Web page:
Statue Sophia Twigt
The sixteenth novel by Arnon Grunberg, Death in Taormina, was received by literary critics as a ‘classic Grunberg’ (in this newspaper, by reviewer Bo van Houwelingen ) and ‘Grunberg at its best’ in The Parool. But what does that actually mean? What criteria must a novel meet in order to be unmistakably written by Grunberg? What is ‘DNA Arnon’?
Where else but in his style is a writer’s DNA recorded? You can recognize Grunberg by his short, bare sentences and by the sentences that interlock because the emphasis is placed on one word and that word is repeated and repeated, tasted on the tongue and given an extra meaning. His style is often ambiguous, associative and has a wryly ironic effect. Grunberg is capable of making you laugh and cry at the same time.
Although his style is elusive, it turns out to be unique. In 2002, in NRC Handelsblad revealed that The history of my baldness, the Anton Wachter Prize-winning debut novel by Marek van der Jagt, was actually written by Arnon Grunberg. The unveiling was made based on a comparative digital style analysis by Dario Benedetto of the University of Rome. Grunberg was exposed on the basis of his choice of words and the use of his punctuation marks.
You can recognize a real Grunberg not only by the flexible, repetitive style, but also by his mastery of form, the way in which he constructs his novels. Here too Grunberg shows himself to be a true escape artist. What do we actually have in our hands? You’ll wonder that after reading the first page of Death in Taormina – and I quote it in full, because this is not a review in which I have to stick to an exact number of words, but a reading guide.
The opening line reads, “Until I met Jonah I was not afraid to die.” Then a blank line follows and it says: ‘This prayer that is not a prayer, this confession that is not a confession – you confess guilt, everything else is diversion – this charge that in the end is not either, I lack the faith to indict , this love letter, a belated reply, better late than never, is actually an attempt to dig a grave. An attempt to excavate for better burial, this time according to the Funeral Services Act. I am digging a grave with words, besides a few letters and erotic poems in English I have never written, I have only consistently spoken in full sentences since I was eleven and I have continued to do so, but that is something different, now I write because I can’t talk, I answer questions that were asked of me long ago, and a large part of life is not made up of that occupation? Answer out questions, even questions that have only been muttered under your breath.’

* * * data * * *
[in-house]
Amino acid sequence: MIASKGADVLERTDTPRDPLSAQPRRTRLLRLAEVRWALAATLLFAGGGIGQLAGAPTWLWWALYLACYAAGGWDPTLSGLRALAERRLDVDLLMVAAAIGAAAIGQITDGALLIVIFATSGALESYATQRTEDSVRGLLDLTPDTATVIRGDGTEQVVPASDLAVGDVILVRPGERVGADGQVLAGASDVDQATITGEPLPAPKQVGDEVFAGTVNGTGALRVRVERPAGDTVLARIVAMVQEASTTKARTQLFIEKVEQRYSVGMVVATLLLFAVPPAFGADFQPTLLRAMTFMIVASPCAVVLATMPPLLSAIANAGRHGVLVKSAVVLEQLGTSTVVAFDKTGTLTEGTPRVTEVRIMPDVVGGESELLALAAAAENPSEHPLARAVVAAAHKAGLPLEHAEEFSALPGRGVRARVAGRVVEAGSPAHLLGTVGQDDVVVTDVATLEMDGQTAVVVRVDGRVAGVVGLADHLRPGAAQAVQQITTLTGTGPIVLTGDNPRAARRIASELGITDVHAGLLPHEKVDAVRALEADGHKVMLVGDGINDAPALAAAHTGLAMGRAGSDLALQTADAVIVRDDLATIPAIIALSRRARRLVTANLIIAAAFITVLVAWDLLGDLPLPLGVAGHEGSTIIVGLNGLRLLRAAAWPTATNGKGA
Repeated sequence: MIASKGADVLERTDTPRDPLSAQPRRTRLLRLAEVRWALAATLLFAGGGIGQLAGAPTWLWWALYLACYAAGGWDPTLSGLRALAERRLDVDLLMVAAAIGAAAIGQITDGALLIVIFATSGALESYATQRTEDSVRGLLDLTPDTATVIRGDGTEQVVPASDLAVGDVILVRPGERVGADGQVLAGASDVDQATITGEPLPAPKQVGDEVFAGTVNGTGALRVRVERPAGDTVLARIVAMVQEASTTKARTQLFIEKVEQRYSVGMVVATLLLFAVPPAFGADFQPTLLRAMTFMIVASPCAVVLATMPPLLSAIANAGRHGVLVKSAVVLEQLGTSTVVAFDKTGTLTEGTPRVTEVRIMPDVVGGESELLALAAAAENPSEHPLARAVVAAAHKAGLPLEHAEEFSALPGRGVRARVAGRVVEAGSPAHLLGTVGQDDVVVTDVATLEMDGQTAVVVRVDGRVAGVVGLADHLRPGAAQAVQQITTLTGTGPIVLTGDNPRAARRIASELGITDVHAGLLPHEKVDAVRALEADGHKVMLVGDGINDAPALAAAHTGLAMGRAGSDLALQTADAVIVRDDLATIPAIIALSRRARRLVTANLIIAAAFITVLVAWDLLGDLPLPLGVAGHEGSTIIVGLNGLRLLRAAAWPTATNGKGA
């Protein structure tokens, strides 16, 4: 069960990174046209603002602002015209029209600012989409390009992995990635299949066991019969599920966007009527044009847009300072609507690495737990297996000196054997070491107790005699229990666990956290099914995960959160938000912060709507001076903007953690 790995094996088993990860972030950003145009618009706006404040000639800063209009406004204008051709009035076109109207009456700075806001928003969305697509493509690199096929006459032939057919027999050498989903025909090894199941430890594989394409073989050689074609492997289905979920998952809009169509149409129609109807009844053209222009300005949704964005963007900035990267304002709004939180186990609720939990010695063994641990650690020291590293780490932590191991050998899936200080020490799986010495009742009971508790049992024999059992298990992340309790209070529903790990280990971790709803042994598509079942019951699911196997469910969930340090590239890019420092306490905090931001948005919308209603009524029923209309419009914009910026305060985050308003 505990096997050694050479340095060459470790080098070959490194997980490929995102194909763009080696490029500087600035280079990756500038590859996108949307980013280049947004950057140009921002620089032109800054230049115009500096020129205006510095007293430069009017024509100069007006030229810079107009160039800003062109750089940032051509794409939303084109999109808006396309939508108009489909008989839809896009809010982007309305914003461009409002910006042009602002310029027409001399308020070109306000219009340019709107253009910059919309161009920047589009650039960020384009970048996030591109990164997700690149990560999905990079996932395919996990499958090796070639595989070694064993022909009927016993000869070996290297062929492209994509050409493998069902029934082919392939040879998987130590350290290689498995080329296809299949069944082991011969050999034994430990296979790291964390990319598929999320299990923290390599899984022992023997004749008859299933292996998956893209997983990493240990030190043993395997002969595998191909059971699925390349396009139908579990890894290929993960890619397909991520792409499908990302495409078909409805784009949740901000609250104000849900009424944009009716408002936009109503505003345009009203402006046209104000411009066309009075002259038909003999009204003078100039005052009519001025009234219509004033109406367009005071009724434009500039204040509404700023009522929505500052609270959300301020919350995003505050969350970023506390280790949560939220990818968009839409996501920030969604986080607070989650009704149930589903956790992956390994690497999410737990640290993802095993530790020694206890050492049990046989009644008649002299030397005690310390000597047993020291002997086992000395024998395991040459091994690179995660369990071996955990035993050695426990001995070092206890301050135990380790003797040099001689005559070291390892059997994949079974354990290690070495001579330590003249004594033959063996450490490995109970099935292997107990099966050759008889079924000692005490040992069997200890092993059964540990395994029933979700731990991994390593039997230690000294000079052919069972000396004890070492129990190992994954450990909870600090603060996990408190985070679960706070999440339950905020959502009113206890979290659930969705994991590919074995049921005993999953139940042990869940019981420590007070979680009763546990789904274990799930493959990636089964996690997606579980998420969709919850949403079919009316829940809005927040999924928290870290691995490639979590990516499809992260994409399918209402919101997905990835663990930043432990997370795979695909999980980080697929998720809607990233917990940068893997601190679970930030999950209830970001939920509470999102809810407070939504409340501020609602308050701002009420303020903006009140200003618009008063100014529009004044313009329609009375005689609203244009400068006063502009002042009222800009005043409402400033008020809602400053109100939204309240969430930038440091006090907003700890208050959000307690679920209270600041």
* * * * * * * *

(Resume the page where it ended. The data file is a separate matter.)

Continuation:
No prayer, no confession, no charges. Or is it? A belated reply to a love letter? A grave with words, but of someone who cannot speak. enigmatic. And that is of course exactly the intention. Grunberg throws sand in your eyes – grave sand, perhaps – and makes it difficult for you to read what you are reading. Moreover, with this grave he opens a mystery. Who’s in it? And how did he or she get there? The plot will unfold along those lines.
Shape control is part of Grunberg’s DNA. He knows how to captivate you from the start. He plays with your expectations. The events and reasoning sometimes degenerate into absurdism, but he keeps you undiminished curious about what is to come. The Death of Taormina is ‘a page turner’ Thomas de Veen wrote in NRC Handelsblad. The novel is just as exciting and plot-driven as The asylum seeker (2003) and the multi-award winning Tirza (2006).
Just like in Tirza was the case, the perspective is in Death in Taormina very important. Is the narrator reliable? That certainly did not apply to Jörgen Hofmeester in Tirza. This time the narrator is 26-year-old Zelda. Although she is a young woman and the story is written in the first person singular – something Grunberg hadn’t done in a while – she is a quintessential Grunberg character: smart, astute and eloquent, but also violated and detached. Inimitable sometimes. Love and pain are close together with her. ‘Half your life you spend formulating your sentences in such a way that you don’t hurt other people too much with it. But every now and then you have to hurt them a little, otherwise they’ll forget you exist.’
Zelda was abandoned by her mother at a young age. It left overnight to ‘find itself’. Zelda was left alone with her father. When her mother was found again – who had fallen in love with a woman in Canada – Zelda occasionally traveled to her as an ‘unaccompanied minor’. Handed over to a mother who had abandoned her. Her father loves her, but she can’t quite figure out who he is. What drives him. Zelda is a lonely soul.